Book Trailers And Acting Lessons For Authors

My last video was so lame that I thought I'd dedicate a post to professionally produced videos for publishers and authors. The subject initially came up last week when I "did lunch" with a friend who's gone on to become a professional actor working in NYC, and I asked him if he knew any acting coaches who work with authors trying to build an online presence. No, I'm not interested in acting lessons myself, I just thought it would make an interesting topic for a blog post. He didn't know anybody off-hand, but didn't think the idea was far-fetched.

Then this morning I saw a new subscriber to my publishing videos, who turned out to be none other than Circle of Seven Productions, a pioneer of book trailers and the owner of a registered trademark for the term "book trailers." A brief aside on trademark law. I've been informed by both lawyers and by a friend who's been involved in trademark litigation that trademarks formed from common English words that express the plain meaning of those words put together are "weak" trademarks. Trademarks, like patents, are easier to file than to enforce. But then again, I'd need more than a few acting lessons to convince anybody that I understand anything about the law:-)

In any case, I'll let Sheila Clover English, the CEO of Circle of Seven, explain the book trailer concept:

I watched a number of the book trailers, quite a few seemed to be about vampires for some reason, but maybe vampire romance novels make up the bulk of contemporary fiction. I like how they use zooming, panning and a sound track to introduce life into what would otherwise be still images and captions, like the Ken Burns style of documentary. The trailers all tended to the short side, around a minute, the longest one I watched didn't exceed two minutes. The more popular trailers also tended to show a lot of skin, giving them something in common with movie trailers.

I'd heard of book trailers before but I'd never taken the time to watch one, so it made for an interesting half hour break from working. But I'm not sure I would be in a hurry to advocate videos about books as a marketing tool for the simple reason that they seem to require marketing themselves. In other words, if you make a video about your self published book, nobody is going to go and watch it unless you have a way of telling them to go and watch it. If the video has a sexy enough title and delivers on that promise, maybe it could garner interest on YouTube, but there's a tremendous amount of competition in the titillation business.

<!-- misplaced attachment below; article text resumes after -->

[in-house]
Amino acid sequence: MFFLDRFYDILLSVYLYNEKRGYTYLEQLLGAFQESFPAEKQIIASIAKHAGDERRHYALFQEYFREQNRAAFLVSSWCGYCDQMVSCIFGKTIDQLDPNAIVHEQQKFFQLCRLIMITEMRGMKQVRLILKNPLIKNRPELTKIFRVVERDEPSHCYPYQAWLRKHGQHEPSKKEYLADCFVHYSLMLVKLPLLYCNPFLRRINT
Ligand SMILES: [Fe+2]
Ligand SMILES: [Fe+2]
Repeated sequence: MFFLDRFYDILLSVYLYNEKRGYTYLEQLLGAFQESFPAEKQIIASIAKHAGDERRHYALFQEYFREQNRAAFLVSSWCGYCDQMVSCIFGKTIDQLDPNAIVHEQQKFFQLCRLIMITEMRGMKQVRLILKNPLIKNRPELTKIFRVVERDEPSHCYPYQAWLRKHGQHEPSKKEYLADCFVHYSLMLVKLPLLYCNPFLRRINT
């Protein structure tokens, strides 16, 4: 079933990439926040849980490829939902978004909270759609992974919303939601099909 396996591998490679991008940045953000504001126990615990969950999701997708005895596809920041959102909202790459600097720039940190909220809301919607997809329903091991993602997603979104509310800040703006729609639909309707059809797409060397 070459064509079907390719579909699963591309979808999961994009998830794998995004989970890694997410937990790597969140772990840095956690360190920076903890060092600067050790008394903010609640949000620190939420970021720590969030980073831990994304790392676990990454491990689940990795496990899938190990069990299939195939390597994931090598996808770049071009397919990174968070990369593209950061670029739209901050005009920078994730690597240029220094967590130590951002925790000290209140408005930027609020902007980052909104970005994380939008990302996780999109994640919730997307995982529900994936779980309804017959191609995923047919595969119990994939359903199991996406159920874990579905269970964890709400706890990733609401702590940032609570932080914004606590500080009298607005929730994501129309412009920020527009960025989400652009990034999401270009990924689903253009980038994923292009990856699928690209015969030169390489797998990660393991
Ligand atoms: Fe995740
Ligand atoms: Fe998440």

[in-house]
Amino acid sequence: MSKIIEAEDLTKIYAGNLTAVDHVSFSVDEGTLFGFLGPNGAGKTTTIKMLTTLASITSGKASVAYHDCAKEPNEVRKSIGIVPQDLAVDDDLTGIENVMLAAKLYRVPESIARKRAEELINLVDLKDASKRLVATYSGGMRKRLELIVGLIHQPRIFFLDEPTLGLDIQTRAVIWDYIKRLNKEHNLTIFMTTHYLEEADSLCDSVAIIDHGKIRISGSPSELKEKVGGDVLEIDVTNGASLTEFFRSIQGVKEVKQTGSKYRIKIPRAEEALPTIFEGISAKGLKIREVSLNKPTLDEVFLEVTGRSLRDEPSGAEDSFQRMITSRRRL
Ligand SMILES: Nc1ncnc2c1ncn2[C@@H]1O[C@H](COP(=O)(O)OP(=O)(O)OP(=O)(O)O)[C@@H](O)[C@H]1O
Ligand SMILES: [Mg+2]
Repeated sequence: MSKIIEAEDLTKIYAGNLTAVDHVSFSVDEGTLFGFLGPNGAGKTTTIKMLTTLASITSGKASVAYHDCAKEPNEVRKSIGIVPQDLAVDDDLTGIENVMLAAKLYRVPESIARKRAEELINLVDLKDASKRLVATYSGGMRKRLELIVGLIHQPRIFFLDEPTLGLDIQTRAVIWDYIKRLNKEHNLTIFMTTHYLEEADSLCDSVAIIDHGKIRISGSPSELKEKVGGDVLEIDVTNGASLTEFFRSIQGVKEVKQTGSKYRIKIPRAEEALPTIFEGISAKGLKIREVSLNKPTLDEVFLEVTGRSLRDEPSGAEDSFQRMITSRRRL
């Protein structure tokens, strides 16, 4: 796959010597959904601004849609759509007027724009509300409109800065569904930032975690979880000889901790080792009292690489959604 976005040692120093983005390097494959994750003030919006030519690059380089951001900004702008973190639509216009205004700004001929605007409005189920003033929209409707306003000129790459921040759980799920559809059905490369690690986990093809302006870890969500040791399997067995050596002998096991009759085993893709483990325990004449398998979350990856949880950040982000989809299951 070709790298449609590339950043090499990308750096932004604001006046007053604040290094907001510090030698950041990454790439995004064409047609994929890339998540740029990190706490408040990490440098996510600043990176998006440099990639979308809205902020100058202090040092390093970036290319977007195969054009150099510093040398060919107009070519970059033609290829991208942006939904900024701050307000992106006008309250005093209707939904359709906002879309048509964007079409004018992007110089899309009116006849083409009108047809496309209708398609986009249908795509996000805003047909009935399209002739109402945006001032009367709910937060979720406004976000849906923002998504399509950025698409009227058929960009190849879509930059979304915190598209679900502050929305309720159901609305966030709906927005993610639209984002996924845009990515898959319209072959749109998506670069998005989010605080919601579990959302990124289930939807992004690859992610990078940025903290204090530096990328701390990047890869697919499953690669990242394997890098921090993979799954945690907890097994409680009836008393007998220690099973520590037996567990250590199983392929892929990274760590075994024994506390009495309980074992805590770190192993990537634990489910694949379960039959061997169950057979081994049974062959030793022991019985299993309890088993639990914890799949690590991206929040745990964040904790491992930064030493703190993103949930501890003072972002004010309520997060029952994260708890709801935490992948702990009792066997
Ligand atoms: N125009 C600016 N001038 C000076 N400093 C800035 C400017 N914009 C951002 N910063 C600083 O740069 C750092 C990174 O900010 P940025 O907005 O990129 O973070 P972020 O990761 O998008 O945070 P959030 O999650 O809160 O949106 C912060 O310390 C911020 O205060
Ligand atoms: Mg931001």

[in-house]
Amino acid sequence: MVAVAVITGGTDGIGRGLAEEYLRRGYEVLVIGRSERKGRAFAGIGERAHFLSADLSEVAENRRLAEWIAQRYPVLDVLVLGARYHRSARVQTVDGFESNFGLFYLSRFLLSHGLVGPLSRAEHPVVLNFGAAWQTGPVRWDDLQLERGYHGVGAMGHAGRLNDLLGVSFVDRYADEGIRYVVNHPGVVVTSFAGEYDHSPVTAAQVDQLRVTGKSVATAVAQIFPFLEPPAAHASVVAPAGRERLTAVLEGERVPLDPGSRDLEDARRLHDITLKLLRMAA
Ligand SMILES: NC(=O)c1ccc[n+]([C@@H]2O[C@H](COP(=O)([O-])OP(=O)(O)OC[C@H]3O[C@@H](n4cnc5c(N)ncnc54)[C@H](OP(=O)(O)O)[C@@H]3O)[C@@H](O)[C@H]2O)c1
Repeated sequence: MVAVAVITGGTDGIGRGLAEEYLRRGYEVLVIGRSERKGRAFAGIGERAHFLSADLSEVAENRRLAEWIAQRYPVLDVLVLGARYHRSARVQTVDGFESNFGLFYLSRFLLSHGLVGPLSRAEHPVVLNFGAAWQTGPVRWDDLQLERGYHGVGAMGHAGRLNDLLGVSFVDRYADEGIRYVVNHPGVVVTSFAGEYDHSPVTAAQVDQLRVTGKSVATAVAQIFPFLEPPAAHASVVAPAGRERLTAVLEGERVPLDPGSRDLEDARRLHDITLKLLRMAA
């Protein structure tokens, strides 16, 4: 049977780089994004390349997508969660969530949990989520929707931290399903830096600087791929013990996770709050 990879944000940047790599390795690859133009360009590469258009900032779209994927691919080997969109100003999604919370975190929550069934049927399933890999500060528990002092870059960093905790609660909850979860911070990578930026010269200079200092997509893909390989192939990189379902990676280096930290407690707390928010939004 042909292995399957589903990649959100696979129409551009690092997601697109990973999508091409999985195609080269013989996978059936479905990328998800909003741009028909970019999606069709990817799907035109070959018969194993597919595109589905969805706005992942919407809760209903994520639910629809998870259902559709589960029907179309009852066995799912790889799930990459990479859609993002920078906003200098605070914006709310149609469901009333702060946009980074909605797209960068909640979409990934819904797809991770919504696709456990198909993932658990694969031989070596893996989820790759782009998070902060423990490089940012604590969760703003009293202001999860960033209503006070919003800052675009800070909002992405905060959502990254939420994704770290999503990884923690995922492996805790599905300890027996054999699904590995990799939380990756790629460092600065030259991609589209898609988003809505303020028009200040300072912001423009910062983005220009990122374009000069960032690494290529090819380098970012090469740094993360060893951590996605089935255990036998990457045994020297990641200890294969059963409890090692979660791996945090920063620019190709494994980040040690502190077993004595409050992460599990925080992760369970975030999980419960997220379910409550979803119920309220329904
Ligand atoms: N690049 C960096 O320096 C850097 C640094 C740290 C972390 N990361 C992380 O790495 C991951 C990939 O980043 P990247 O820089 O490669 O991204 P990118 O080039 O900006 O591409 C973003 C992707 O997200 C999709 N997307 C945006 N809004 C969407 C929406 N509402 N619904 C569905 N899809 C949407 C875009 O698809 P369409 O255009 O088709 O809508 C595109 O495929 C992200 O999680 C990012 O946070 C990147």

Otherwise, the only way the author would have of drawing attention to the book trailer would be to promote it. Whether promoting videos about a book is a more efficient form of marketing than promoting the book itself is doubtful, but it's true that a trailer can promoted in video related forums where book promotion would be misplaced. For authors who are putting all of their eggs in the social networking basket, a book trailer may turn out to be a useful egg. For authors who have already made their bones, book videos may be the equivalent of the image ads corporations run just to remind you that they exist. I'm trying hard not to say anything conclusive because I just don't have the facts in hand. It does appear that my publishing channel on YouTube draws more viewers than I directly send from my site. If anybody who's had any direct experience with book trailers as a marketing tool for self publishers wants to enlighten me, I'm all eyes.


COS Productions said...

I'm currently finishing up an eBook that specifically looks at book video utilization, performance and effectiveness.
Now that technology allows us to track video through analytics it's easier to see how a video performs, and it allows the video to become a greater tool.
COS has done many book videos for self-published authors. Please do stop by our website and check out the testimonials.

Our videos are picked up by booksellers such as Borders, BNN, Powells and some independent booksellers. Distribution has become a key element in making these promotional tools effective. COS has over 250 online distribution sties. We do a limited amount of distribution for each video we create as part of our package.
The trademark thing is tricky. And your friends are right, it's not an easy trademark to police nor do we try at this point. But, back in 2002 when we Googled the term "book trailer" there were zero returns on it. So our wildly clever attorneys (bless their little shark hearts) were able to get us the trademark.
And though it would be tough to enforce the trademark, we're still able to claim it and it serves as a way to prove that we've been around longer than any other book video producer. Plus, it got us noticed by Newsweek Magazine and NPR so it was money well spent in order to get the trademark.
We do support authors who make their own video. Not everyone has the money to pay someone to make one. So, we put author made videos on Reader's Entertainment TV for free. We subscribe to author's YouTube or MySpace and will give encouraging comments on their videos.
I hope more and more people see trailers as fun, exciting entertainment and that they relate that, not to COS, but to reading.

Morris Rosenthal said...


I did enjoy your trailers and would be interested in having a look at the ebook when it's done. Using the trademark's supplemental register to gain publicity is an interesting strategy, and apparently it worked for you.


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